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Towards the future...

The recent TSE Roadmap II states that potential partial relaxation of the total feed ban will base on a stepwise approach supported by scientific bases. In this respect improvement of existing methods as well as the development of new ones are crucial for supporting any future amendment while still monitoring the potential re-emergence of BSE.

EURL-AP research activity in this area, in close collaboration with the NRLs, primarily focussed on:

  • The improvement of the current light microscopic protocol
  • Innovative combinations of methods with a view to the implementation of a future species-to-species feed ban

Revision of the official method

After an almost two years long working period, including a validation study implying the NRLs, the EURL-AP delivered by Mid April 2011 a revised protocol of Annex VI of EC regulation 152/2009 to DG Sanco. This revision was validated by an interlaboratory study performed in 2010 which demonstrated overall better performances. On 16th January 2013, Commission Regulation EU/51/2013 amending the former official method by the EURL-AP revision work was issued.

Major amendments included in this revision were:

  • Standardization of sedimentation equipment,
  • New sieving or grinding options,
  • Optional use of stereomicroscope,
  • Possibility to use the flotate instead of the raw material,
  • Imposition of a minimum of 6 slides before declaring a sample as negative,
  • Introduction of sequence diagrams for the observations,
  • Mandatory repetition of analysis when few animal particles are detected,
  • Result expression mode adapted.

The revised protocol does not longer include a quantification method. In point of fact the EURL-AP conducted with the participation of the NRLs several studies intended to improve the existing method of quantification. Although major improvements in accuracy and repeatability were obtained, the variability of results among different laboratories (reproducibility) is still not satisfying and hence no validation of any method could be achieved. The problem of PAPS quantification in feed remains inapplicable by light microscopy.

Combination of methods

“No method tells the whole truth.”

Regardless of whether analyses are carried out by light microscopy, by PCR, by NIRM or by screening methods such as immunoassays, none of the used method shall deliver the entire information necessary for a species-to-species feed ban. Therefore combination of methods – principally light microscopy and PCR as these are the most successful– is required. Such combination is mandatory for aquafeed analysis since 16th of January 2013.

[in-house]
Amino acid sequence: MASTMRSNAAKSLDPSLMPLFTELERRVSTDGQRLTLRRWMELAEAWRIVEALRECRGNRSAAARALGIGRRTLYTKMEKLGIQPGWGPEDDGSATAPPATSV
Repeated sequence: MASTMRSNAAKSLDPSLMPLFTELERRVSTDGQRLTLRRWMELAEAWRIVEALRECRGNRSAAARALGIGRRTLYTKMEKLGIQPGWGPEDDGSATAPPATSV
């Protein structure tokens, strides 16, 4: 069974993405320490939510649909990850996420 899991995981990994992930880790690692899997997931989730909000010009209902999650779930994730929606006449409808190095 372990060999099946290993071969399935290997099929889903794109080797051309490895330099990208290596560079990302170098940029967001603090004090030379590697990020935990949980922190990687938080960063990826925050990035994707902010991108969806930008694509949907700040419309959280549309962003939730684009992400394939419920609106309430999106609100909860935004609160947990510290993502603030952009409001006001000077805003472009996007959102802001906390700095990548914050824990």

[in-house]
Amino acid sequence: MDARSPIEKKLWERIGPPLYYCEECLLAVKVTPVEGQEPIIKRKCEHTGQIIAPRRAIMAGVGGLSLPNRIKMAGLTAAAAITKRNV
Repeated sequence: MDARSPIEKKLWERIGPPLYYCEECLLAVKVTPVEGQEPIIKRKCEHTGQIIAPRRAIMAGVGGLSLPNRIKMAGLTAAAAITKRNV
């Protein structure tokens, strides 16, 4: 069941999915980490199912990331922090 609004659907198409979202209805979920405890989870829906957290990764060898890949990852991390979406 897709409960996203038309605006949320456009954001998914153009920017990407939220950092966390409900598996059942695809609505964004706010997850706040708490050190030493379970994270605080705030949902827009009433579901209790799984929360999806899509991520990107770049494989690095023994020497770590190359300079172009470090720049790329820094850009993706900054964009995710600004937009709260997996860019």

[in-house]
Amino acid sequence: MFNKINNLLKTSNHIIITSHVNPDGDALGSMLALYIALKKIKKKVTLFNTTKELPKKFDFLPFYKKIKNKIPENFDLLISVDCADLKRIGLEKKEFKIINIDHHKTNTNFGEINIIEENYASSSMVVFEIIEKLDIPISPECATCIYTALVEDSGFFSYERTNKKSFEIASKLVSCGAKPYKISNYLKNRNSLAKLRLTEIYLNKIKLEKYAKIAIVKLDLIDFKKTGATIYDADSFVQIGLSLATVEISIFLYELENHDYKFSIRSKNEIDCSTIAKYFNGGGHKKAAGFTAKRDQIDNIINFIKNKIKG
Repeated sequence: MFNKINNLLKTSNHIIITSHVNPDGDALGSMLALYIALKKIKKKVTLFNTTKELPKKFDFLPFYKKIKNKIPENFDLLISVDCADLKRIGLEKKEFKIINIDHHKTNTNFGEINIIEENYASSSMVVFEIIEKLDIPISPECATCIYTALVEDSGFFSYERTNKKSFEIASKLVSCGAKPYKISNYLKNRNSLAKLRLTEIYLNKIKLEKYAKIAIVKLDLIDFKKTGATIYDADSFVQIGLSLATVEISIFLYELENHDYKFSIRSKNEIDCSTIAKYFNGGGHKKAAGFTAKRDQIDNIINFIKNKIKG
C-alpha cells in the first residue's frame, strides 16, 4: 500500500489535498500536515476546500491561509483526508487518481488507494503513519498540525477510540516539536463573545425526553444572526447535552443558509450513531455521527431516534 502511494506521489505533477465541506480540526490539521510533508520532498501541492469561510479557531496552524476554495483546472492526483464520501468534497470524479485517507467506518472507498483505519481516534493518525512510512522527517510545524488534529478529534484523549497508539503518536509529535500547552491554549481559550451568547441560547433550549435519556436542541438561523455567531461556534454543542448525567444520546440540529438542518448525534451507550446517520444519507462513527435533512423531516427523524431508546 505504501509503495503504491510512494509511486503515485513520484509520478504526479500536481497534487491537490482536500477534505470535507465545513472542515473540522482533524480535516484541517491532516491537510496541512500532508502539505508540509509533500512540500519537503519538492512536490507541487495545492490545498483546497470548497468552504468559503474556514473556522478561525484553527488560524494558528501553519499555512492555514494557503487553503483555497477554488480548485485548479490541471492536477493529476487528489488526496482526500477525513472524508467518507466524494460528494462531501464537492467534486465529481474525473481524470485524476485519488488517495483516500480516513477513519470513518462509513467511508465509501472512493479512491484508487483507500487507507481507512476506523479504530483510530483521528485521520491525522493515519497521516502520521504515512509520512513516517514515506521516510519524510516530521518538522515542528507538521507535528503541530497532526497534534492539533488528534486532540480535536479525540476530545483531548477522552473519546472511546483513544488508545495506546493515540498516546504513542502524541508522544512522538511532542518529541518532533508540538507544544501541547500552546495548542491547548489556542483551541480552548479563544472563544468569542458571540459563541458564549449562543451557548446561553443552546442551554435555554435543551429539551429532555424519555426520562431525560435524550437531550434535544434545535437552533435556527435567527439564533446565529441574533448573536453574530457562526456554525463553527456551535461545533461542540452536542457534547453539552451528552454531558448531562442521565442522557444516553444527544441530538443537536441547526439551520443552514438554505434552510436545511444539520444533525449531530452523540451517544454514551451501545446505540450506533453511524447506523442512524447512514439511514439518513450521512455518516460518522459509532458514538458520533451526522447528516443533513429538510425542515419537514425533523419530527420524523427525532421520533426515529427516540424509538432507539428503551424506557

Some few illustrations...

  • Recently non-ruminant PAPs were authorised again in aquafeed. According to TSE Roadmap II, porcine PAPs could also be introduced in the future to poultry feed. Light microscopic analysis of such poultry feed containing porcine PAPs will reveal only the presence of terrestrial PAPs but will be unable to inform on the species of origin of the PAP used. Complementary information by PCR would indicate the porcine nature of the PAP. Furthermore PCR shall also reveal the presence or absence of prohibited poultry material which is prohibited to prevent intraspecific recycling.

Whether or not PCR is performed first would probably depend on the type of feed. It is certainly not justified for every feed type as in the next example.

  • Dairy by-products are authorized in bovine feed. PCR performed on such feed shall react positively to a bovine or ruminant target, but shall not succeed in delivering information on the nature of the ingredient responsible for the signal. A second line light microscopic analysis on this feed will help to certify the absence of prohibited material as PAPS –as no bones, no cartilage and no muscles will be found. The feed can therefore be declared as fit for its purpose.

In the second example, light microscopic analysis would have been performed first without even the need for a complementary PCR test. Such option would spare time and finances.

  • Sometimes official reports mention the presence of terrestrial material detected by light microscopy in fish meals. PCR tests shall in the future be able to confirm that this material originates from unintentional sea mammals by-catch instead of real terrestrial animals. In addition, as recently re-authorized, fish feed may aside fish meal as well contain terrestrial PAPs on the exclusion of ruminant ones. In case of absence of information related to the composition, a first test by light microscopy shall disclose the presence of terrestrial PAPs whereas a successive PCR testing will ascertain that those PAPs do not originate from ruminants hence enabling to declare the fish feed as fit for its utilization.